Skinny Bacteria: Can It Help You Lose Weight?

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Skinny Bacteria: Can It Help You  Lose Weight?

Is it possible to lose weight by changing the bacteria living in our gut?

We’ve known for years that by changing your diet, you can change the type of bacteria living in your gut.

But research from the Institute for Systems Biology in Seattle shows that gut bacteria can be to blame if you can’t lose weight…

It can also improve your ability to lose weight, even if you have been resistant to weight loss.

Weight Loss Bacteria Results

The Institute’s research results show that people who had more beneficial bacteria lost more than 1% of their body weight per month over 6 to 12 months.

That is 6-12% of body weight. So for a 200 pound person, that’s 12 to 24 pounds…

Just from getting more good bacteria in the gut.

Another key finding was that, of those who lost more weight, bacteria grew faster, and multiplied more. So clearly, we need more of this good, “skinny” bacteria.

Here’s how you can do it…

How To Get More Good Bacteria

One particular gut bacteria is often found in slim people. It’s called Akkermansia muciniphila.

Akkermansia feeds on the mucus that lines your gut, which strengthens your intestinal lining. This is important, because people with obesity tend to have a weaker gut lining.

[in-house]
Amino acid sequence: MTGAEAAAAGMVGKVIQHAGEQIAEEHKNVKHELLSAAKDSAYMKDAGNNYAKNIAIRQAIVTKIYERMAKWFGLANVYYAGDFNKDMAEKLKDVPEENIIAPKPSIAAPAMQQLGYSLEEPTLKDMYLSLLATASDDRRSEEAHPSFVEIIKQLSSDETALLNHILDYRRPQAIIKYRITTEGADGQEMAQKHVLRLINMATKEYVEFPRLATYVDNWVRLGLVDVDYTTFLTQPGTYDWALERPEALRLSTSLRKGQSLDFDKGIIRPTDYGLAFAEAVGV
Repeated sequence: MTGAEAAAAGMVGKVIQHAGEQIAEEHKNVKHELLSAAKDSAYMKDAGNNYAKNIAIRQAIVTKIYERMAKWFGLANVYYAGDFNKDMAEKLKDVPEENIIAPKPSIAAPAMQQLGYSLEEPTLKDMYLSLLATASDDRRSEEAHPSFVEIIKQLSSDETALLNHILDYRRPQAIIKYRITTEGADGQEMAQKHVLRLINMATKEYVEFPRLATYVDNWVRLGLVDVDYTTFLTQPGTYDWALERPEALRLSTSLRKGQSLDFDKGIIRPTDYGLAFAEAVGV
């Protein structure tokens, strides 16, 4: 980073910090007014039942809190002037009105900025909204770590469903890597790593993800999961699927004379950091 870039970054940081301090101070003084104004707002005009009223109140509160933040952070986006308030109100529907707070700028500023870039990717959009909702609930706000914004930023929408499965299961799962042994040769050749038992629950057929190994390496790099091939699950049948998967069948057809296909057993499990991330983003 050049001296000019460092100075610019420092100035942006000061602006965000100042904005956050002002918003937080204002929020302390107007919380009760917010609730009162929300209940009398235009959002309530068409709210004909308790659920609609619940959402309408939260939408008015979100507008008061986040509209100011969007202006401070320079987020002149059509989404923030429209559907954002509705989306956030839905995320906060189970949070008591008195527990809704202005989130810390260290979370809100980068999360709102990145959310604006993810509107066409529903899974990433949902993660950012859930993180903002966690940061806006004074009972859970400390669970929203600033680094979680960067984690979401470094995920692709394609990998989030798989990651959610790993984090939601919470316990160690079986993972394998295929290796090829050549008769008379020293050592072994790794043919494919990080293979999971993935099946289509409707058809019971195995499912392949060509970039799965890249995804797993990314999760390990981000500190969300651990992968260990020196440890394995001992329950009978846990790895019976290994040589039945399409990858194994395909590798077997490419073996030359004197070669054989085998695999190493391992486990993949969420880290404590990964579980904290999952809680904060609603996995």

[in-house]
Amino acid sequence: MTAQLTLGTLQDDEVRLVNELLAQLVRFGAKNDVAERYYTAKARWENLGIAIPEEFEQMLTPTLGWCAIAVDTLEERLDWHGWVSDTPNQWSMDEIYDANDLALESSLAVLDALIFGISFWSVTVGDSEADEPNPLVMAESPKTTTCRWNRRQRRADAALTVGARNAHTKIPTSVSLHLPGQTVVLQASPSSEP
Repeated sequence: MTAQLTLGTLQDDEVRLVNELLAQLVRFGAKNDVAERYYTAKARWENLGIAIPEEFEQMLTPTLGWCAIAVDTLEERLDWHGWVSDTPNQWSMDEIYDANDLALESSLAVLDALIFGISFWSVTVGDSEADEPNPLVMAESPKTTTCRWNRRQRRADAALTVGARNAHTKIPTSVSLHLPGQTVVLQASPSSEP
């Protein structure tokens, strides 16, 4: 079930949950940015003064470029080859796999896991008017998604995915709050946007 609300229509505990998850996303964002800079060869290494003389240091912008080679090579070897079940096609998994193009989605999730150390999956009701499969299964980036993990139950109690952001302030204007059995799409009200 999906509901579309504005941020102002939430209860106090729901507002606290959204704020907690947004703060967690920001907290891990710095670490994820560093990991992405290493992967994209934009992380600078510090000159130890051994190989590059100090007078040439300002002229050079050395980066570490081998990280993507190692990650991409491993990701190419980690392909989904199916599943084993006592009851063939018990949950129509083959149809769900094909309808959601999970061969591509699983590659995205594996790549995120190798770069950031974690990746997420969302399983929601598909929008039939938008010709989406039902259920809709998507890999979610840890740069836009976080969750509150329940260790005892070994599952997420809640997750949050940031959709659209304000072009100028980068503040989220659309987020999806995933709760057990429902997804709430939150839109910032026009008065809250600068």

These microbes also make important fatty acids that regulate body fat and appetite.

Foods To Boost Skinny Bacteria

You can get more A. muciniphila in your gut with certain prebiotic foods. You’ve heard of most of these, but making sure you get more could help Akkermansia grow in your gut and guard against obesity.

  • Cranberries
  • Concord grapes
  • Black tea
  • Fish oil
  • Bamboo shoots
  • Flaxseeds
  • Rhubarb extract


  • Maintaining a healthy gut depends on good bacteria.
  • We’ve known for a while that we can change the type of bacteria in our gut by changing our diet.
  • New research shows that we can also control our weight by controlling our microbiome.
  • One bacteria in particular helps strengthen the intestinal lining, and makes important fatty acids that regulate body fat and appetite. It’s called A. muciniphila.
  • Good sources of A. muciniphila are cranberries, concord grapes, black tea, fish oil, bamboo shoots, flaxseeds, and rhubarb extract.



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